James McDonough (sometimes credited as Brad Mick) was a writer on some of Dreamwave's Transformers comics.


McDonough's first "official" encounter with the Transformers was in 1997. By this time, he was running a surf shop in North Carolina when he received a cease-and-desist order for slapping Transformers logos on shirts, hats, surfboards and other things he was selling.[1] Later he worked for Wizard: The Comics Magazine, where he would meet his future writing partner, Adam Patyk. Both of them tried to push for coverage of Transformers-related materials and eventually established contacts with Dreamwave representatives through magazine-related contacts and conventions.

When Dreamwave wanted to intensify their relationship with a larger, unnamed company, McDonough was hired to act as a "Creative Director" for Dreamwave.[2] When it was decided that Chris Sarracini would not write the second Generation One volume, contrary to what had been originally intended, McDonough was asked to write an entirely new story.[3] For a while, he would go by the alias "Brad Mick" to distinguish between his double duties, even going so far as referring to his "Brad Mick" persona in the third person in interviews. The "Brad Mick" guise first began to crack at a convention in 2003, when different Dreamwave representatives alternatively referred to McDonough by both names.[4]

With issue #5 of the third Generation One volume (now an ongoing title), McDonough brought his former Wizard colleague, Adam Patyk, on board, now forming a writing duo. With the following issue, McDonough would start using his real name, initially being credited as "James 'Brad Mick' McDonough", finally dropping the "Brad Mick" alias for good with issue 9. In addition, McDonough and Patyk also wrote the eight-issue More Than Meets The Eye limited series of profile books for Generation One characters and the three-issue Armada counterpart, the four-issue Micromasters mini-series and the 2004 Summer Special, as well as various non-Transformers-related titles published by Dreamwave, such as Custom Robo and Devil May Cry. Lastly, the two were supposed to write the crossover Transformers/G.I. Joe: Divided Front (of which ultimately only one issue would be released) and a solicited Beast Wars mini-series.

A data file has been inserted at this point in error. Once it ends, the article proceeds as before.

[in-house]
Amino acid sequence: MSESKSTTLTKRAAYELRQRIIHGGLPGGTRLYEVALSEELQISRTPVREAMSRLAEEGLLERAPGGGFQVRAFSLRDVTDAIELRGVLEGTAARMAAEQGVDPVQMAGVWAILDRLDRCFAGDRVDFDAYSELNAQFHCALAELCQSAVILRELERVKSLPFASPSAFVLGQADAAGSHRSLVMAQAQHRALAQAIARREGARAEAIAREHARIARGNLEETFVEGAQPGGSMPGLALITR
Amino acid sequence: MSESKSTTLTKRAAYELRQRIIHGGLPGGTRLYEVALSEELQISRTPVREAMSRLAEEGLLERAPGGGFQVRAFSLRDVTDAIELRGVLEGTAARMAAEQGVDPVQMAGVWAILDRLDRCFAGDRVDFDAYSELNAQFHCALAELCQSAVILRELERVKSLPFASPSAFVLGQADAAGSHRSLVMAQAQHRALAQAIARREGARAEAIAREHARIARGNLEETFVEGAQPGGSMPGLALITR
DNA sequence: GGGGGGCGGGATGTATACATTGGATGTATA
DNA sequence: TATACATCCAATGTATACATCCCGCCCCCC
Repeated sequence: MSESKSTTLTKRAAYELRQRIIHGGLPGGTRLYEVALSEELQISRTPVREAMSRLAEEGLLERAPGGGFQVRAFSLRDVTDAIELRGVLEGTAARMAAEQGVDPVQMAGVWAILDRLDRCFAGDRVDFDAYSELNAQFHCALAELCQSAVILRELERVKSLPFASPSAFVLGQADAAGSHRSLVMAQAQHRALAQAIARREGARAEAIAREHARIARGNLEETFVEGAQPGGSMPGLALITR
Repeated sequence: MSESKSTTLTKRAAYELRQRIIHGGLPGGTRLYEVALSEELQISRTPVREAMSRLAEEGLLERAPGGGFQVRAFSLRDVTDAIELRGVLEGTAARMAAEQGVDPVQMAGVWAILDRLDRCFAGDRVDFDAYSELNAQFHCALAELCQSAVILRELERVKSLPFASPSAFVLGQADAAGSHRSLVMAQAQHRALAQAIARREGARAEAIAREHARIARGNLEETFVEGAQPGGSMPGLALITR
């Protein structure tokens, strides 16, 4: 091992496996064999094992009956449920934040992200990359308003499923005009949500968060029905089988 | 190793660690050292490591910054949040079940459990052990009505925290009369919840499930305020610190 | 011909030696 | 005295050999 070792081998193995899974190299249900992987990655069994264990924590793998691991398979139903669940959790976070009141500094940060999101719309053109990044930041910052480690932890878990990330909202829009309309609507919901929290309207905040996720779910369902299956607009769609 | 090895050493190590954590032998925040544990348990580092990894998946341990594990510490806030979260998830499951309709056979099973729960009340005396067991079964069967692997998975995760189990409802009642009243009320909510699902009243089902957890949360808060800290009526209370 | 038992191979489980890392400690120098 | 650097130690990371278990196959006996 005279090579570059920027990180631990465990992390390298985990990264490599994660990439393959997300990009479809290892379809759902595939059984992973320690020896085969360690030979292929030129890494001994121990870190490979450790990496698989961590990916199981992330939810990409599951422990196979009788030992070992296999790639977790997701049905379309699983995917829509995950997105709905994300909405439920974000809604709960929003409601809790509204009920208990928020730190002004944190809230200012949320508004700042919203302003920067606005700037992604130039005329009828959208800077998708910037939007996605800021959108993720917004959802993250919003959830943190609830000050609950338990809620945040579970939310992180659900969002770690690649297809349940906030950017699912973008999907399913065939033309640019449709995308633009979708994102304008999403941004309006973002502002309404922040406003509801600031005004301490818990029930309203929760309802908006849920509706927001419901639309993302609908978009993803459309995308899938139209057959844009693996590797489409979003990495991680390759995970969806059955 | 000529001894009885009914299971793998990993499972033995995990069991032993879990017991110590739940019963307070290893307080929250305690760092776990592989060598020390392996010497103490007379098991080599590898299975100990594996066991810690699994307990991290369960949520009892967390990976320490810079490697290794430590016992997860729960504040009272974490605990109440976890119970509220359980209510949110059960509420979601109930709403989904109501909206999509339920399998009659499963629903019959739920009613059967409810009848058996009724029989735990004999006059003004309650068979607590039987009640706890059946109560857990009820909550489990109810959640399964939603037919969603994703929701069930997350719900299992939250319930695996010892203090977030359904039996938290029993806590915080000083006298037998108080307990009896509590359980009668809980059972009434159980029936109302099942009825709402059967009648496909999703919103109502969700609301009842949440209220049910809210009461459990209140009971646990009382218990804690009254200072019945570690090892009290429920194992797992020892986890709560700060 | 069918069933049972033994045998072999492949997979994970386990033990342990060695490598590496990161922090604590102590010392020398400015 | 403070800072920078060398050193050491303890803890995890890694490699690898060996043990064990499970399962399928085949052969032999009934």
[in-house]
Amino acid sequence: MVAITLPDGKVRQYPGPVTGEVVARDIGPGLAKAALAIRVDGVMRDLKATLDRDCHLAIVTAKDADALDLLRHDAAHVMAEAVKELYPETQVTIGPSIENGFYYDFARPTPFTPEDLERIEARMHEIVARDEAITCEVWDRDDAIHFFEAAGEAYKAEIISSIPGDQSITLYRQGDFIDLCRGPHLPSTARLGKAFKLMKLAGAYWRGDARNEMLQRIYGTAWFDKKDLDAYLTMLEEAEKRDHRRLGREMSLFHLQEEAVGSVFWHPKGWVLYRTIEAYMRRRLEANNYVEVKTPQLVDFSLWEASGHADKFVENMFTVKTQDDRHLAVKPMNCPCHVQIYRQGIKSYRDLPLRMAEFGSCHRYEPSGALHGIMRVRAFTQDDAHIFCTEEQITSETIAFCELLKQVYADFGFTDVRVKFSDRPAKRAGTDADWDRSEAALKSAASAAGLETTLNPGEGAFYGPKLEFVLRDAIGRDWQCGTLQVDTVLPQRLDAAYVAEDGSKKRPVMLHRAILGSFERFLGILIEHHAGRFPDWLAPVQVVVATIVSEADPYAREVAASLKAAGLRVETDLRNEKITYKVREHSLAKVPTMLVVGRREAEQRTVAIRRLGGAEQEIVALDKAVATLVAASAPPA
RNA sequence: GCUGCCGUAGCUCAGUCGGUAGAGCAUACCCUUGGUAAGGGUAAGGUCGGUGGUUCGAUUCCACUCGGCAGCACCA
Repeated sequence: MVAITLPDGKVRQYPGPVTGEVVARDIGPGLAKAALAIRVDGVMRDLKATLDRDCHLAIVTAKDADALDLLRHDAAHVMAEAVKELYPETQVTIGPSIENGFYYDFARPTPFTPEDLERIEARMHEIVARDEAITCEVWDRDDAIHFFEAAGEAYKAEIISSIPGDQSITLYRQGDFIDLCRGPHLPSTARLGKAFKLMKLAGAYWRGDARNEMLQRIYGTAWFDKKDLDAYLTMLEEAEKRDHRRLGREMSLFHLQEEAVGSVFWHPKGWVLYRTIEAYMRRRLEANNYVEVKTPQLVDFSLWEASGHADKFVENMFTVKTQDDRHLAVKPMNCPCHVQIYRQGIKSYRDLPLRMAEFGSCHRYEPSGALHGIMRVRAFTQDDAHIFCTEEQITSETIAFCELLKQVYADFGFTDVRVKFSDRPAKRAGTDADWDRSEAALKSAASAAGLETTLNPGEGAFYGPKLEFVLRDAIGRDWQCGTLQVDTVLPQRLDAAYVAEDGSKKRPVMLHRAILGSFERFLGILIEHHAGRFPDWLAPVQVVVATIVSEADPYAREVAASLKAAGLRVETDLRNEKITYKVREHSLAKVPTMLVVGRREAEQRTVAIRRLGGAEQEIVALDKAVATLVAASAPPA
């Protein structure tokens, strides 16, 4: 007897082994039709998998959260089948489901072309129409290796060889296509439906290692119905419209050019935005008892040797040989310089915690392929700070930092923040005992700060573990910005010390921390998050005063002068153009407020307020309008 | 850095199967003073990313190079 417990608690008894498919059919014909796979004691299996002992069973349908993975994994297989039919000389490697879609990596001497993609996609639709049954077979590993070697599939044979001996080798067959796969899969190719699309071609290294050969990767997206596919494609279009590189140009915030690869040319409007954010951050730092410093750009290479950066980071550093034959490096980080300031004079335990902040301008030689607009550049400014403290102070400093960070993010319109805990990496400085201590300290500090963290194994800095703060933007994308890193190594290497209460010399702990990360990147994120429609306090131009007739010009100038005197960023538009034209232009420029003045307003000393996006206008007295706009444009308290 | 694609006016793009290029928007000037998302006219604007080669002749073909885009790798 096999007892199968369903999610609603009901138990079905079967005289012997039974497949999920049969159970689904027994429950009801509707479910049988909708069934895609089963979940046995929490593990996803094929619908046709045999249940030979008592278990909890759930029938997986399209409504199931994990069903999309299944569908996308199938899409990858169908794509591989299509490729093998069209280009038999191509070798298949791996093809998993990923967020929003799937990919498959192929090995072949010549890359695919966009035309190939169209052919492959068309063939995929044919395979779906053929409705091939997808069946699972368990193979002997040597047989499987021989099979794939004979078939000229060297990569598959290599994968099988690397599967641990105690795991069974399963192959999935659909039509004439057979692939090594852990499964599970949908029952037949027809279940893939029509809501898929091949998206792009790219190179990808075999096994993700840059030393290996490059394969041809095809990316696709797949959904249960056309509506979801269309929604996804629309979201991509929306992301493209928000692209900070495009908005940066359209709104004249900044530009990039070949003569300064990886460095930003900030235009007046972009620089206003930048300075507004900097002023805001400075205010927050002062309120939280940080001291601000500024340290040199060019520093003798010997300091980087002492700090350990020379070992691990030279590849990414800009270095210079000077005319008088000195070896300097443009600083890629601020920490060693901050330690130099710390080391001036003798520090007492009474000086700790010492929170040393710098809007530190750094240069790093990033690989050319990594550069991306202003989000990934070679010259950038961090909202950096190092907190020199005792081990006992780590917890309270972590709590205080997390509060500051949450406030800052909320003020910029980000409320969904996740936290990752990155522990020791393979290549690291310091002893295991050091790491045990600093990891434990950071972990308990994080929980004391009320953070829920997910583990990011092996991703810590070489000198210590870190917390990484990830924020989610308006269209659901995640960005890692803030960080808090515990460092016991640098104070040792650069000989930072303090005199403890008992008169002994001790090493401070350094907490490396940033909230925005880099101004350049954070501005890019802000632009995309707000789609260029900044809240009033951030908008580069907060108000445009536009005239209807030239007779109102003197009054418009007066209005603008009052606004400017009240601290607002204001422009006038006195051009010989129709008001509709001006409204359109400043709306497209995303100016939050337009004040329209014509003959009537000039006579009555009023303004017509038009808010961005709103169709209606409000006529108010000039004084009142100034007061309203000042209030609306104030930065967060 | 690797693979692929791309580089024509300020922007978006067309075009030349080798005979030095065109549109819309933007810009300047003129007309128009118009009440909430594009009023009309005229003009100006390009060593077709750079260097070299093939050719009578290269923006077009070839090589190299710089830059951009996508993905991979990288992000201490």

In late 2003/early 2004, Dreamwave started to delay payments for McDonough and Patyk, initially coming up with various excuses while at the same time assigning the two with additional work. Despite their threats to leave the company, McDonough and Patyk were repeatedly asked to stay in order to resolve the problems at hand. Eventually, Dreamwave's debt with the two writers would amount over $40,000. When they threatened legal action in mid-2004, they were fired by Dreamwave,[2] with the latter trying to suppress this delicate bit of information.[5] Their unpublished stories were supposed to be rewritten by Chris Sarracini (Generation One) and Simon Furman (Beast Wars), while McDonough and Patyk filed a lawsuit against Dreamwave.[6]

The case would ultimately never be settled, as Dreamwave officially filed for bankruptcy in early 2005. Meanwhile, McDonough and Patyk refused to offer any kind of public closure to their planned storylines unless they were paid the money they felt they were owed by Dreamwave.[7]

Transformers comics written by James McDonough

Single writing credit (as "Brad Mick")

Shared writing credit with Adam Patyk

Note: The exact credits for the joint works with Patyk are as follows: "Brad Mick" for Generation One (vol. 3) #5, More Than Meets the Eye (G1) #1-8, More Than Meets the Eye (Armada) #1-3 and the Transformers Summer Special; "James 'Brad Mick' McDonough" for Generation One (vol. 3) #6-8 and Micromasters #1-2; and simply "James McDonough" for Generation One (vol. 3) #9-10 and Micromasters #3-4.


  1. Comic Book Resources' "The Comic Wire" interviews "Brad Mick"
  2. 2.0 2.1 Newsarama interview with McDonough and Patyk
  3. TFormers citing a Wizard Edge article that hints at the originally proposed plot for Dreamwave's Transformers: Generation One vol. 2
  4. Lying in the Gutters uncovering the true identity of "Brad Mick"
  5. Lying in the Gutters reporting on Dreamwave's attempt to contain information about Patyk and McDonough's firing
  6. quoting a statement by Patyk and McDonough
  7. McDonough and Patyk commenting on the lack of closure to their Dreamwave plotlines at TFW2005
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